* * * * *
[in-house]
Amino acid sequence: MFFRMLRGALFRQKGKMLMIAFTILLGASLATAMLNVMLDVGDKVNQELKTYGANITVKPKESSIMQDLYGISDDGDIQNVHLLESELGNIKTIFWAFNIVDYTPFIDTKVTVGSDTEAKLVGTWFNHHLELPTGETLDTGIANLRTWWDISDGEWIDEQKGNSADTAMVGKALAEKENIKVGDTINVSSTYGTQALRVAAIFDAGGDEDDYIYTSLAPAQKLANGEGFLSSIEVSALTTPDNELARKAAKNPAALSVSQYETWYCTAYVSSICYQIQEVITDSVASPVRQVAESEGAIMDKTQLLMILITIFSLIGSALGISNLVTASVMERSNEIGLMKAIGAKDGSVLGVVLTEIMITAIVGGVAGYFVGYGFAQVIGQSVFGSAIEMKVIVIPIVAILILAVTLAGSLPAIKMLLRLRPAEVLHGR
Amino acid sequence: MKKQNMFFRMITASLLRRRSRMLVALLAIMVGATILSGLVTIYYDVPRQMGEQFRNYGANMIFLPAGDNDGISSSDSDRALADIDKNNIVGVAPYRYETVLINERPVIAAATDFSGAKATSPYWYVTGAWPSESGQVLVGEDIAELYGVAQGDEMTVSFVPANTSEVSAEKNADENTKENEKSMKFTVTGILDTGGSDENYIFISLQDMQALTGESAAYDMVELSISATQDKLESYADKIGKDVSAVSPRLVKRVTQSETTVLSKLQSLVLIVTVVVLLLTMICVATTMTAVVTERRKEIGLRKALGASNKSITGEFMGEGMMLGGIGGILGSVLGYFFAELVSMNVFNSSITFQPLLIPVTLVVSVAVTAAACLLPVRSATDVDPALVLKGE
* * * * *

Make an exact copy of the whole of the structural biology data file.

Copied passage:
[in-house]
Amino acid sequence: MFFRMLRGALFRQKGKMLMIAFTILLGASLATAMLNVMLDVGDKVNQELKTYGANITVKPKESSIMQDLYGISDDGDIQNVHLLESELGNIKTIFWAFNIVDYTPFIDTKVTVGSDTEAKLVGTWFNHHLELPTGETLDTGIANLRTWWDISDGEWIDEQKGNSADTAMVGKALAEKENIKVGDTINVSSTYGTQALRVAAIFDAGGDEDDYIYTSLAPAQKLANGEGFLSSIEVSALTTPDNELARKAAKNPAALSVSQYETWYCTAYVSSICYQIQEVITDSVASPVRQVAESEGAIMDKTQLLMILITIFSLIGSALGISNLVTASVMERSNEIGLMKAIGAKDGSVLGVVLTEIMITAIVGGVAGYFVGYGFAQVIGQSVFGSAIEMKVIVIPIVAILILAVTLAGSLPAIKMLLRLRPAEVLHGR
Amino acid sequence: MKKQNMFFRMITASLLRRRSRMLVALLAIMVGATILSGLVTIYYDVPRQMGEQFRNYGANMIFLPAGDNDGISSSDSDRALADIDKNNIVGVAPYRYETVLINERPVIAAATDFSGAKATSPYWYVTGAWPSESGQVLVGEDIAELYGVAQGDEMTVSFVPANTSEVSAEKNADENTKENEKSMKFTVTGILDTGGSDENYIFISLQDMQALTGESAAYDMVELSISATQDKLESYADKIGKDVSAVSPRLVKRVTQSETTVLSKLQSLVLIVTVVVLLLTMICVATTMTAVVTERRKEIGLRKALGASNKSITGEFMGEGMMLGGIGGILGSVLGYFFAELVSMNVFNSSITFQPLLIPVTLVVSVAVTAAACLLPVRSATDVDPALVLKGE